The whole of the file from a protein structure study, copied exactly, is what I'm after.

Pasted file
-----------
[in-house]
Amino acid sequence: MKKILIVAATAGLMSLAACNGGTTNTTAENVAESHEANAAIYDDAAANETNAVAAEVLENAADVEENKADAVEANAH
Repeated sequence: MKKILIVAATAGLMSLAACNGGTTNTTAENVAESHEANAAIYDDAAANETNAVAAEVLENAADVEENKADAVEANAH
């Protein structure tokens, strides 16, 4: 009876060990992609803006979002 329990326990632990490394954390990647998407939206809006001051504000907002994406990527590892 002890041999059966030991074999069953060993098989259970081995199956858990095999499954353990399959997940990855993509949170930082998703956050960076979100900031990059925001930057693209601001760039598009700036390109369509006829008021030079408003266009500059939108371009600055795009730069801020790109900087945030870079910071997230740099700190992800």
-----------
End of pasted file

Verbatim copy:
[in-house]
Amino acid sequence: MKKILIVAATAGLMSLAACNGGTTNTTAENVAESHEANAAIYDDAAANETNAVAAEVLENAADVEENKADAVEANAH
Repeated sequence: MKKILIVAATAGLMSLAACNGGTTNTTAENVAESHEANAAIYDDAAANETNAVAAEVLENAADVEENKADAVEANAH
């Protein structure tokens, strides 16, 4: 009876060990992609803006979002 329990326990632990490394954390990647998407939206809006001051504000907002994406990527590892 002890041999059966030991074999069953060993098989259970081995199956858990095999499954353990399959997940990855993509949170930082998703956050960076979100900031990059925001930057693209601001760039598009700036390109369509006829008021030079408003266009500059939108371009600055795009730069801020790109900087945030870079910071997230740099700190992800």